Academic journal article Twentieth Century Literature , Vol. 53, No. 2
The winner of this year's prize is Jonathan Greenberg's "Why Can't Biologists Read Poetry? Ian McEwan's Enduring Love. "The judge is Hortense J. Spillers, Gertrude Conaway Vanderbilt Chair in English at Vanderbilt University. Professor Spillers's recent work has appeared in New Centennial Review, boundary 2, and German and Japanese journals, and she is working on a manuscript titled "The Idea of Black Culture," to be published by Blackwell's.
Professor Spillers writes:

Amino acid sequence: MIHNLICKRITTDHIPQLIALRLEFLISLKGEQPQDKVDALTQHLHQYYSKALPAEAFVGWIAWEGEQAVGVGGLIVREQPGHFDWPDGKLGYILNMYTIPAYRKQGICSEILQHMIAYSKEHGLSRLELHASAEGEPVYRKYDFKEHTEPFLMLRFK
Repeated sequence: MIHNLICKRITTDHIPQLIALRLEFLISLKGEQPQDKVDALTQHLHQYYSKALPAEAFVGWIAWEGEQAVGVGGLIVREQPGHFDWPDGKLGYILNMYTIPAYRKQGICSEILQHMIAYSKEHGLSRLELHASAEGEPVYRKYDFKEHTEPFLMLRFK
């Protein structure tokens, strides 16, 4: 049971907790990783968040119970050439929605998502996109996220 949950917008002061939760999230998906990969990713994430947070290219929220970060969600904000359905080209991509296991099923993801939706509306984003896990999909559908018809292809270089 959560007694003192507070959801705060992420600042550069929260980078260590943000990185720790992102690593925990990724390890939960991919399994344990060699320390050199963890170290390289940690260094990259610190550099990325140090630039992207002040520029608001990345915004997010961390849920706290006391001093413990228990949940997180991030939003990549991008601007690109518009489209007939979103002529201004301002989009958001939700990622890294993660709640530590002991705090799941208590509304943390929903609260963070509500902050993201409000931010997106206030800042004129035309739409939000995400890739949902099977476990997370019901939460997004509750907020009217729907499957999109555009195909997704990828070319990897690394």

I cannot think of a more daunting task in the powers of discernment that I have been called on to exercise lately than trying to select the winner of the 2007 Andrew J. Kappel Prize for Twentieth-Century Literature. Actually, the assignment has provoked a good deal of humility and enough anxiety of judgment in me to last awhile, except to say that I am sure that a case could be made for any of the nominees. The proof of the latter is that I have changed my mind at least once. That's how good they were! But "Why Can't Biologists Read Poetry? Ian McEwan's Enduring Love" homes right in on my own literary critic's readerly resistance with virtually shocking, laser-like precision. To cite one of the closing lines of the argument, literary critics can't read science (nor do they always want to) when, like the heroine of McEwan's Enduring Love, "they attend solely to an instinctual or emotional register and dismiss reflexively the legitimacy of science and reason," while the scientists are unable to read poetry when "they become triumphant rationalists, refusing to acknowledge the origins of their ideas in their interests--economic, psychological, or corporeal." I began my reading of this essay with a child's attitude toward eating her vegetables, or in consonance with the primary figurative path of the essay, not very interested in a "happy marriage" between literature and science, but ended up all aglow, to my considerable surprise, with the hope "for a rapprochement between the disciplines." The essay walked me--almost literally--from dismissive reflexion to submissive meditation in the course of a couple of dreary late-fall afternoons. In that regard, reading the essay was itself a kind of living demonstration of the very argument that it was making, as I was delighted to misrecall in the process that one of the subliminal "heroes" in the interstices of the piece-- William Wordsworth--notes in the Preface to the 2nd edition of the Lyrical Ballads not exactly what I remember, but close enough in intimating that no perdurable chasm opens between poetry and science, if "poetry is the breath and finer spirit of all knowledge," as well as "the impassioned expression which is in the countenance of all Science." Well over a century and a half later, this felicitous collision is still news. For the reasons that I have delineated, then, I have chosen "Why Can't Biologists Read Poetry?" for this year's Kappel Prize. No small part of my immense pleasure in reading this writing rests in the clarity of its prose and the eloquent persuasive force of its arguments. The evidence is steadily marshalled across varying conceptual terrains--from narrative theory, textual explication, and "close reading" to neo-Darwinist theory in the context of sociobiology and evolutionary psychology as well as aspects of philosophical and psychoanalytical debate. Rendered harmonious by what I would call an interpretive tour de force, these differing and dissonant discourses are aimed at offering "less a Darwinian reading of culture than a cultural reading of Darwinism" on the disciplinary basis of the humanities, especially literary criticism. The essay serves, then, as a staging ground of inquiry "into both the new Darwinism and the resistance to it" as it poses both the central question that drives it, "Why can't biologists read poetry? …